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The Best Places To
Live In The Bahamas


It almost goes without saying that The Bahamas is a tropical paradise. It’s close to the US but has an entirely more favorable tax regime. With thousands of hours of sunshine and temperatures that range from mild to hot it’s hard to imagine an unpleasant corner of the island country. And with over 700 islands to choose from, it’s easy to think that options must be unlimited.

The best places to live in The Bahamas for you will depend, at least partly, on your goals and life situation.

Is your relocation part of a dream retirement plan? Are you moving your digital nomad operation to The Bahamas? Will you be working for a company in the country’s financial center?

We’ll take all of these factors into account as we figure out where to live in The Bahamas. Read on for your guide to strategically approaching this essential question.

Eleuthera Island

An Island View of Where to Live in The Bahamas

Compared to other Carribean countries that fit into the one-big-island category (like Cuba or Jamaica), The Bahamas is what’s known as an “archipelagic state”. In other words, the country is spread out across 100s of islands, reefs, islets and cays.

First of all, of the 700 total islands, only 30 are inhabited. That cuts the selection down significantly but there is still a noticeable difference between the inhabited islands.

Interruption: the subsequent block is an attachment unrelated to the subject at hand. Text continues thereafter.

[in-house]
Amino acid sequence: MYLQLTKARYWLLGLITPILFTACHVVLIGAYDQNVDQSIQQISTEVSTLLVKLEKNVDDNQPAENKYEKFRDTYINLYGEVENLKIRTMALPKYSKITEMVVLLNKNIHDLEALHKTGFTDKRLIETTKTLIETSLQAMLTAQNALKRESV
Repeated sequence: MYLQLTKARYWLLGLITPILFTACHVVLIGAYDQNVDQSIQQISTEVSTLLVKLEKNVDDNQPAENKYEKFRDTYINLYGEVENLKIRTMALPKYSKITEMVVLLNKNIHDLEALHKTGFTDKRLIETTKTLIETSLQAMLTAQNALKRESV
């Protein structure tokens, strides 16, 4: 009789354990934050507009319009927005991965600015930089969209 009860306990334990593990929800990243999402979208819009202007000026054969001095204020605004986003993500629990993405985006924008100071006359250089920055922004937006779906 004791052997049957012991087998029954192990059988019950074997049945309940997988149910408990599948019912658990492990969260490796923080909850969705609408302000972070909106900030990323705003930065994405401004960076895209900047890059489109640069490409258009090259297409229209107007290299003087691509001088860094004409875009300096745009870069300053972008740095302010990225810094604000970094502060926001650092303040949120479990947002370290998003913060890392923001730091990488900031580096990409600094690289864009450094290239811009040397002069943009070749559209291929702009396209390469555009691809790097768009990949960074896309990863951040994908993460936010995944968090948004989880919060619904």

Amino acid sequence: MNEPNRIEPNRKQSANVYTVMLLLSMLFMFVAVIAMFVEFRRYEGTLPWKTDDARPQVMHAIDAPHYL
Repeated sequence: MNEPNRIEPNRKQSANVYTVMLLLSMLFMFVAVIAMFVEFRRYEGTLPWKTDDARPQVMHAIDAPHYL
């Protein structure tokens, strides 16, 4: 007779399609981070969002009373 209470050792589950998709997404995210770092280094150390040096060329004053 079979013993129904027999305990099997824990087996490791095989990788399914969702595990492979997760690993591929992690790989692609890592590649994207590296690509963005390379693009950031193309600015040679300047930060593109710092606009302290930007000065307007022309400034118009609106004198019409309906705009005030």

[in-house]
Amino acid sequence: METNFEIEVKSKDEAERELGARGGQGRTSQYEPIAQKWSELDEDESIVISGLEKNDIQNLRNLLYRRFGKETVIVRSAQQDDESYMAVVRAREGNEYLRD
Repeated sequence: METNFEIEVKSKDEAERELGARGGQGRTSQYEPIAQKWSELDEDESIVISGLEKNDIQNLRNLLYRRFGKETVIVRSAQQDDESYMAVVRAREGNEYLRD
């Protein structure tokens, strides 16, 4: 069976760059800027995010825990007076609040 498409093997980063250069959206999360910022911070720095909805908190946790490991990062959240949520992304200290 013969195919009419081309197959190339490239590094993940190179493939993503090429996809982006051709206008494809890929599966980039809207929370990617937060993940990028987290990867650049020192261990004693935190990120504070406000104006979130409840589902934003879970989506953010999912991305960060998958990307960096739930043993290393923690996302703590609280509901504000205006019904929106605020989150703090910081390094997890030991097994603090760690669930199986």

When relocating to some countries it’s mostly about picking the right town or neighborhood for you. But in The Bahamas, what island you’re on is what makes most of the difference.


Roughly 70% of the 320,000 Bahamanians live on New Providence island. Nassau, the capital, largest city and financial center is located on New Providence and legally covers the whole island.

There were various settlements on New Providence but development and relocation to the island since the 1950s has caused Nassau to sprawl over basically the whole island.

New Providence includes a few wealthy and very exclusive areas. Lyford Cay is one of the most exclusive gated communities in the world and includes one of the Bahamas’ top-rated schools.


In the Bahamas, locals refer to all of the islands except for New Providence and Grand Bahama as “the Out Islands”.

Most people on Grand Bahama live in either Freeport or Lucaya. The former is more touristy (with cruise ships calling regularly) and the latter has more of a locals-only vibe.


Away from the cruise ships and bank towers these are where you’ll truly find the pure expression of island life in The Bahamas. Highlights in this part of The Bahamas include:

  • Eleuthera: As idyllic as the name sounds, this group of outer islands has 11,000 inhabitants. It’s especially popular with retired expats who want to try their hand at gardening because there is more soil here than in the generally quite rocky country.